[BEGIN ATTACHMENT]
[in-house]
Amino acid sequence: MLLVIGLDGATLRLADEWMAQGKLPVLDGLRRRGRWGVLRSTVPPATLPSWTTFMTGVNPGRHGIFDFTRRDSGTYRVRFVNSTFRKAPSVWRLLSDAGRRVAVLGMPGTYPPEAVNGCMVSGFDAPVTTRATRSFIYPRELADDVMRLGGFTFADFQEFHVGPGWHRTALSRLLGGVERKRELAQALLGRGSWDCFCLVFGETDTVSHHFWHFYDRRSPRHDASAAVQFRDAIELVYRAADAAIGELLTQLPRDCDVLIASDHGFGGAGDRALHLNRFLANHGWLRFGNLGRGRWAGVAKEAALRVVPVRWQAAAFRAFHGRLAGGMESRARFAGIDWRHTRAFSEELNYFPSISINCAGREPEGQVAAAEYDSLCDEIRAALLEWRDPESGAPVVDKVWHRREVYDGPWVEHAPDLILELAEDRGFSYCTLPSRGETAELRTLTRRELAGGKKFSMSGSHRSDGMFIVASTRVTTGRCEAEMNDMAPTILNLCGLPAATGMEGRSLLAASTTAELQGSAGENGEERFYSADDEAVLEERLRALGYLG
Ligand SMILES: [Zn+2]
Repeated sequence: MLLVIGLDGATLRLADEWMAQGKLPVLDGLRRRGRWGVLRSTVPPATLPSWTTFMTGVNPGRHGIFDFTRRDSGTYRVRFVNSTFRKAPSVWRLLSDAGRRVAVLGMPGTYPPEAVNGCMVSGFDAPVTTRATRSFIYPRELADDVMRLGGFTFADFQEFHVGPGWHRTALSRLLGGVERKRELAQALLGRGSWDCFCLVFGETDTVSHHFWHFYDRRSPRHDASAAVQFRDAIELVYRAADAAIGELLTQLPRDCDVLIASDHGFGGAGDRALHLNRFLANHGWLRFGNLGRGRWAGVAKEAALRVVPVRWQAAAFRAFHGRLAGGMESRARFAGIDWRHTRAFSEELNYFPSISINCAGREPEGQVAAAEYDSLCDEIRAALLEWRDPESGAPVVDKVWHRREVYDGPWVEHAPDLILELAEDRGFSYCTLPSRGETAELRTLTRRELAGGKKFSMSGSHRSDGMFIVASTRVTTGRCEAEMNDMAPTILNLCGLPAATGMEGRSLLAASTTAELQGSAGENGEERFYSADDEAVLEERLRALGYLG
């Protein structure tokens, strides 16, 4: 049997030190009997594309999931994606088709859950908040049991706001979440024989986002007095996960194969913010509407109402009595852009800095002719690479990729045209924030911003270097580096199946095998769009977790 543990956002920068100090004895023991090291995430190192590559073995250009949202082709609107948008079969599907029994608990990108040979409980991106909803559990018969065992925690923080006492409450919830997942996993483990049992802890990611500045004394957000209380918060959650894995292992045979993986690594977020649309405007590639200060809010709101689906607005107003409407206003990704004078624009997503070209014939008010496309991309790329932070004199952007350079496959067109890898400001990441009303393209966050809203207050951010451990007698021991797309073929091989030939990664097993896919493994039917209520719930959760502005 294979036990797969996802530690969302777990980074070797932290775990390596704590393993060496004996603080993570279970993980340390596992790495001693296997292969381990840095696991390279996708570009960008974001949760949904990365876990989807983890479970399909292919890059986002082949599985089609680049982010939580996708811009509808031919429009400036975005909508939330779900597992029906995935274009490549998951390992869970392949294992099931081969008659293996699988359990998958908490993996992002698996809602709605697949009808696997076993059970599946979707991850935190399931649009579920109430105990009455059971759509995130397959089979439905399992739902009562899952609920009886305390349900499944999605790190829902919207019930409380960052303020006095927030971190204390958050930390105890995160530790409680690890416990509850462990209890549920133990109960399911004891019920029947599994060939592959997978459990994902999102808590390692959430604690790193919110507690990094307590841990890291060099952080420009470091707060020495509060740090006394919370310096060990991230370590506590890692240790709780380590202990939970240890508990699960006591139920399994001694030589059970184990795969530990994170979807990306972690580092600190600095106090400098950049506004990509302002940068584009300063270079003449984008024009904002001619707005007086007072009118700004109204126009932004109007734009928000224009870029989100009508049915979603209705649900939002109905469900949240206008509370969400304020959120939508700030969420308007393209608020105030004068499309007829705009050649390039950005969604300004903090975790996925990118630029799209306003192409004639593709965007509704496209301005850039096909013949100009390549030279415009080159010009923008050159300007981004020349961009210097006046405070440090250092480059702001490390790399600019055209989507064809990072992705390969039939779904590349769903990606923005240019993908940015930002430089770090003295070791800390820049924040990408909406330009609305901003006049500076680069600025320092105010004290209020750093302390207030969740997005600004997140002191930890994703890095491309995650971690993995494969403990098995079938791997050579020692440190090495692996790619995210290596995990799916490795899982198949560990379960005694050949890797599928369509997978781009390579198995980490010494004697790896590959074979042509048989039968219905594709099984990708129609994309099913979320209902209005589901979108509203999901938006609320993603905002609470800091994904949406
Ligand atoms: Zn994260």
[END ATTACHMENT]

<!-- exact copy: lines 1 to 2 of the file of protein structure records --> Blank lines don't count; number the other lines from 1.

[in-house]
Amino acid sequence: MLLVIGLDGATLRLADEWMAQGKLPVLDGLRRRGRWGVLRSTVPPATLPSWTTFMTGVNPGRHGIFDFTRRDSGTYRVRFVNSTFRKAPSVWRLLSDAGRRVAVLGMPGTYPPEAVNGCMVSGFDAPVTTRATRSFIYPRELADDVMRLGGFTFADFQEFHVGPGWHRTALSRLLGGVERKRELAQALLGRGSWDCFCLVFGETDTVSHHFWHFYDRRSPRHDASAAVQFRDAIELVYRAADAAIGELLTQLPRDCDVLIASDHGFGGAGDRALHLNRFLANHGWLRFGNLGRGRWAGVAKEAALRVVPVRWQAAAFRAFHGRLAGGMESRARFAGIDWRHTRAFSEELNYFPSISINCAGREPEGQVAAAEYDSLCDEIRAALLEWRDPESGAPVVDKVWHRREVYDGPWVEHAPDLILELAEDRGFSYCTLPSRGETAELRTLTRRELAGGKKFSMSGSHRSDGMFIVASTRVTTGRCEAEMNDMAPTILNLCGLPAATGMEGRSLLAASTTAELQGSAGENGEERFYSADDEAVLEERLRALGYLG